Scapy supports the sending / receiving of HTTP packets natively.



Support for HTTP 1.X was added in 2.4.3, whereas HTTP 2.X was already in 2.4.0.

About HTTP 1.X

HTTP 1.X is a text protocol. Those are pretty unusual nowadays (HTTP 2.X is binary), therefore its implementation is very different.

For transmission purposes, HTTP 1.X frames are split in various fragments during the connection, which may or not have been encoded. This is explain over

To summarize, the frames can be split in 3 different ways:

  • chunks: split in fragments called chunks that are preceded by their length. The end of a frame is marked by an empty chunk

  • using Content-Length: the header of the HTTP frame announces the total length of the frame

  • None of the above: the HTTP frame ends when the TCP stream ends / when a TCP push happens.

Moreover, each frame may be additionally compressed, depending on the algorithm specified in the HTTP header:

  • compress: compressed using LZW

  • deflate: compressed using ZLIB

  • br: compressed using Brotli

  • gzip

Let’s have a look at what happens when you perform an HTTPRequest using Scapy’s TCP_client (explained below):


Once the first SYN/ACK is done, the connection is established. Scapy will send the HTTPRequest(), and the host will answer with HTTP fragments. Scapy will ACK each of those, and recompile them using TCPSession, like Wireshark does when it displays the answer frame.

HTTP 1.X in Scapy

Let’s list the module’s content:

>>> explore(scapy.layers.http)
Packets contained in scapy.layers.http:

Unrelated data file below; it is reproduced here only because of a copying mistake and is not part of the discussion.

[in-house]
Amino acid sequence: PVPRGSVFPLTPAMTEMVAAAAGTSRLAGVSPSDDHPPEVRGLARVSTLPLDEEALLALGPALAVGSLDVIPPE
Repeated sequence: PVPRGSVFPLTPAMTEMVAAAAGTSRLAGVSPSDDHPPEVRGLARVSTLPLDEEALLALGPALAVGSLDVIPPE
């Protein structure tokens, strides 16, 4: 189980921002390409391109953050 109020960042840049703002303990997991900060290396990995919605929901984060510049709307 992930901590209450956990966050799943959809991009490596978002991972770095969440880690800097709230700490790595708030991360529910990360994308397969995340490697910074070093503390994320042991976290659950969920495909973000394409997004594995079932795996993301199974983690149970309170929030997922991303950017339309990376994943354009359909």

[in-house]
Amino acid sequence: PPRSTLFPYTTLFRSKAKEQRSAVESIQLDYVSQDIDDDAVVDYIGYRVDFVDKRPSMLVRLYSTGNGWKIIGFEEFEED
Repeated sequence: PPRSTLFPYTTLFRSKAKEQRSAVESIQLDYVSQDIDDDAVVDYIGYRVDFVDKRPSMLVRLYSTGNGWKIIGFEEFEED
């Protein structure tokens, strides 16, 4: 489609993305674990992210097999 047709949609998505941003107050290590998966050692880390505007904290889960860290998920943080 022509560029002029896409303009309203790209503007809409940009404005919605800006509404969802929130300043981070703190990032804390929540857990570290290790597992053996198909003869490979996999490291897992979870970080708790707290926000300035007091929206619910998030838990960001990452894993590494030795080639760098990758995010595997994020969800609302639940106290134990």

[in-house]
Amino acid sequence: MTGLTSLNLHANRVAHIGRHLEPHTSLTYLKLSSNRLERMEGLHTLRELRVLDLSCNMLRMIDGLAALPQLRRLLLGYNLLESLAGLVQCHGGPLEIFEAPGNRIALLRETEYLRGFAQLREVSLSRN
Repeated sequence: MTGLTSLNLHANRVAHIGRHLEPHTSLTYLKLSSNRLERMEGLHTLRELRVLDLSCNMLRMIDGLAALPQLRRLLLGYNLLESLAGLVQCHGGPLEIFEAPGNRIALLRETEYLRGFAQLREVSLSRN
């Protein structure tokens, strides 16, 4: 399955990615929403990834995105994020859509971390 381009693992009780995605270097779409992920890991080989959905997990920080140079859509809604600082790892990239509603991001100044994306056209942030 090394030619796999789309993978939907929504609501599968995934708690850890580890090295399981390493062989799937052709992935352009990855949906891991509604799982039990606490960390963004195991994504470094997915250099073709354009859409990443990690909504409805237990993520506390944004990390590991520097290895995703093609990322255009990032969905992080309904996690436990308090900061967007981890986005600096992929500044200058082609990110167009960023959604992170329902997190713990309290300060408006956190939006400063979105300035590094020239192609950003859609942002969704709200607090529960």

Class       |Name
HTTP        |HTTP 1
HTTPRequest |HTTP Request
HTTPResponse|HTTP Response

There are two frames available: HTTPRequest and HTTPResponse. The HTTP is only used during dissection, as a util to choose between the two. All common header fields should be supported.

  • Default HTTPRequest:

>>> HTTPRequest().show()
###[ HTTP Request ]###
  Method= 'GET'
  Path= '/'
  Http_Version= 'HTTP/1.1'
  A_IM= None
  Accept= None
  Accept_Charset= None
  Accept_Datetime= None
  Accept_Encoding= None
  • Default HTTPResponse:

>>> HTTPResponse().show()
###[ HTTP Response ]###
  Http_Version= 'HTTP/1.1'
  Status_Code= '200'
  Reason_Phrase= 'OK'
  Accept_Patch43= None
  Accept_Ranges= None

Use Scapy to send/receive HTTP 1.X

To handle this decompression, Scapy uses Sessions classes, more specifically the TCPSession class. You have several ways of using it:

sniff(session=TCPSession, [...])

TCP_client.tcplink(HTTP, host, 80)

Perform decompression / defragmentation
on all TCP streams simultaneously, but
only acts passively.
Acts as a TCP client: handles SYN/ACK,
and all TCP actions, but only creates
one stream.


  • TCP_client.tcplink:

Send an HTTPRequest to and write the result in a file:

req = HTTP()/HTTPRequest(
    Accept_Encoding=b'gzip, deflate',
a = TCP_client.tcplink(HTTP, "", 80)
answer = a.sr1(req)
with open("", "wb") as file:

TCP_client.tcplink makes it feel like it only received one packet, but in reality it was recombined in TCPSession. If you performed a plain sniff(), you would have seen those packets.

This code is implemented in a utility function: http_request(), usable as so:

http_request("", "/", display=True)

This will open the webpage in your default browser thanks to display=True.

  • sniff():

Dissect a pcap which contains a JPEG image that was sent over HTTP using chunks.


The http_chunk.pcap.gz file is available in scapy/test/pcaps

pkts = sniff(offline="http_chunk.pcap.gz", session=TCPSession)
# a[29] is the HTTPResponse
with open("image.jpg", "wb") as file:


The HTTP 2 documentation is available as a Jupyter notebook over here: HTTP 2 Tuto